https://petition.parliament.uk/petitions/201721
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PostPost by: Spyder fan » Sat Oct 07, 2017 4:15 pm

Here is a worthy petition in that it asks to stop plans for exempting vehicles over 40 years old from the MOT test.

https://petition.parliament.uk/petitions/200995

The Q plate petition has merit in that it will hopefully underline the continuing interest in modifying vehicles in the great British automotive tradition of producing specials. I’m not aware of any changes that have been made to the current points system.

https://www.gov.uk/vehicle-registration ... d-vehicles

Just because the government proposal singles out vehicles that have been “radically altered” by way of a power increase over original for non exemption from the MOT test does not mean that the current points system for retaining original vehicle identity will be removed. Clarification is needed, but I think that people are jumping to conclusions.
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PostPost by: Bigbaldybloke » Sat Oct 07, 2017 4:30 pm

I’ve shared the Q plate petition link with my friends on Facebook, if others agree and share it with their friends it would soon get enough signatures.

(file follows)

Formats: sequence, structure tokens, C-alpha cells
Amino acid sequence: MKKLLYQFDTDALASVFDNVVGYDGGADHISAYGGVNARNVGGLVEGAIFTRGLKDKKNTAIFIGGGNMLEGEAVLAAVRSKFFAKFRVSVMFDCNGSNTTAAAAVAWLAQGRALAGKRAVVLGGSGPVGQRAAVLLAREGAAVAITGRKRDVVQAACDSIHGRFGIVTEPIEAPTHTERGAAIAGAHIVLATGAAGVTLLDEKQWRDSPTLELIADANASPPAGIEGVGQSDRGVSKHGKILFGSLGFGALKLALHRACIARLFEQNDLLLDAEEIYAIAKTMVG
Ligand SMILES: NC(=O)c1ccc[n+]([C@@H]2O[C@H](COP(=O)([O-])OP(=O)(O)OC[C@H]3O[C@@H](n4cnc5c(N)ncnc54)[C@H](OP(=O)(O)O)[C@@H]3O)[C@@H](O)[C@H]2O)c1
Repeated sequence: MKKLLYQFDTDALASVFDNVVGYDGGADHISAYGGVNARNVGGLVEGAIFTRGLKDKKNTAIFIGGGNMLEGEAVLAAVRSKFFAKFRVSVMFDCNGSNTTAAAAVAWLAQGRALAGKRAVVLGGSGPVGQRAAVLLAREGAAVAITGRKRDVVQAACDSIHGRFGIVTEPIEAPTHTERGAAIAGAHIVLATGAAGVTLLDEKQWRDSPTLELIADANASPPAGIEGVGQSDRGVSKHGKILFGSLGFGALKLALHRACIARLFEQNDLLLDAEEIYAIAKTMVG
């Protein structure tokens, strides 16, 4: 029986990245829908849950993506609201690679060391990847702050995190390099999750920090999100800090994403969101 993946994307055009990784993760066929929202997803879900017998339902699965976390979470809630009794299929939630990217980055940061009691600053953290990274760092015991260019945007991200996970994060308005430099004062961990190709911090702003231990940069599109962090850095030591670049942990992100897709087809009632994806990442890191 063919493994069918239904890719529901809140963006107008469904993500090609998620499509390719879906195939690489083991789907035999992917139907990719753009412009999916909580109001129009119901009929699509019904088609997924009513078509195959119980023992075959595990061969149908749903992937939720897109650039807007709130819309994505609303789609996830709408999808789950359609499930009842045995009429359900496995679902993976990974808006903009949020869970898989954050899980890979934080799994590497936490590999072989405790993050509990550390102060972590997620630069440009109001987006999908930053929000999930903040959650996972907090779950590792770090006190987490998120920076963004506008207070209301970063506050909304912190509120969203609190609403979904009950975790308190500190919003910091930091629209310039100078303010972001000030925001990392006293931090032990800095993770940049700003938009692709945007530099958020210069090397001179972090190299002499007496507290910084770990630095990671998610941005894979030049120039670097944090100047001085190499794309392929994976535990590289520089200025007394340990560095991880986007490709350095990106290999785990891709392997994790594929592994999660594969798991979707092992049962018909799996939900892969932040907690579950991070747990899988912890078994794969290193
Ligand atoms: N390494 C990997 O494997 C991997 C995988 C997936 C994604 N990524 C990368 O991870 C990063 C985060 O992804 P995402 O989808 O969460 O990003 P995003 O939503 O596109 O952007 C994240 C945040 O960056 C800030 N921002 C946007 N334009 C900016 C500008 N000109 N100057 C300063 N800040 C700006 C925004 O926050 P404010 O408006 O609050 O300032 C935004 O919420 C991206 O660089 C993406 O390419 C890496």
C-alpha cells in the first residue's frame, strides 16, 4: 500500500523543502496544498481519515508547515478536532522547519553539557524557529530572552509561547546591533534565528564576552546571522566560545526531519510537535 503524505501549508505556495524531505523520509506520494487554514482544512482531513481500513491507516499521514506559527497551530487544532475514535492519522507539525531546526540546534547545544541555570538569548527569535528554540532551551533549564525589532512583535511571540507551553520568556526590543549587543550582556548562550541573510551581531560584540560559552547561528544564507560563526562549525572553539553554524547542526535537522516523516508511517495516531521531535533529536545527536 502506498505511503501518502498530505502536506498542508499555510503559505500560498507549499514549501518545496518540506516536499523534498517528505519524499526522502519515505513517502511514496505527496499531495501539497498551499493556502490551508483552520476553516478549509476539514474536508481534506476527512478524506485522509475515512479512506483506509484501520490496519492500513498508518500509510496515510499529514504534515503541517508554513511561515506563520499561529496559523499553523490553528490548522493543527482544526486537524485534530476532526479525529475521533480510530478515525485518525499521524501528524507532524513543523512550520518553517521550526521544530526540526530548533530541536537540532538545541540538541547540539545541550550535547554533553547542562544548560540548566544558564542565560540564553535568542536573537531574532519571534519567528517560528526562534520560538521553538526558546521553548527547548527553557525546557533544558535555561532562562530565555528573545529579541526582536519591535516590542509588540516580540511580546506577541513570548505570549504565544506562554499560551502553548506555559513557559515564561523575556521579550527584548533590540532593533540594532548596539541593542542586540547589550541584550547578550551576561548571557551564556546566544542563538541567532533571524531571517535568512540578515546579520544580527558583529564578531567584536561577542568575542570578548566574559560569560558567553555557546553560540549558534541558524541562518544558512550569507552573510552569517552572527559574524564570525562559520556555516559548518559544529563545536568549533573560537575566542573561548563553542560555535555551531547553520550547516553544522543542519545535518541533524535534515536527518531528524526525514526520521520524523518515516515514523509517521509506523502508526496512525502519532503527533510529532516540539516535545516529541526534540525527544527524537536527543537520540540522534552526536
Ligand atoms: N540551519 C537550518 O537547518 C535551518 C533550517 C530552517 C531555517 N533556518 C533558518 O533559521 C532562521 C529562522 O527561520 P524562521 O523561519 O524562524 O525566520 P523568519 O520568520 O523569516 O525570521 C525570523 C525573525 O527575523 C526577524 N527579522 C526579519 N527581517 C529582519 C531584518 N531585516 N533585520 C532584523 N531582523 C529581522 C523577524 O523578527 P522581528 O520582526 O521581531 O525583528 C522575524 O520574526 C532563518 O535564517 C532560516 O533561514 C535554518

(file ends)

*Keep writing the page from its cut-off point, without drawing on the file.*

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PostPost by: JimE » Sat Oct 07, 2017 5:10 pm

I won't be signing the petition.
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PostPost by: john.p.clegg » Sat Oct 07, 2017 7:29 pm

the Q plate petition

I have...

John :wink:

to show not the MOT exemption but the Q plate matter......
Last edited by john.p.clegg on Sun Oct 08, 2017 8:15 am, edited 2 times in total.
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PostPost by: UAB807F » Sun Oct 08, 2017 6:41 am

JimE wrote:I won't be signing the petition.

Neither will I.

There was a consultation period where Joe Public could send in their views on the options outlined. The government consulted with the restoration industry and IIRC the FBHVC sent in a response as well. They also know that exempting pre 1960 cars from MoTs hasn't resulted in a rash of accidents with pre 1960s vehicles with mechanical failure as the prime cause.

The outcome is what we've currently got and I have no idea if the final decision was based on research, opinions or simply tossing a coin but it's been made. And of course it's spelled out that those who still wish to have an annual MoT for their own peace of mind still can.

The time to object to this legislation was last year before it happened, not now after it's published and a timeline announced.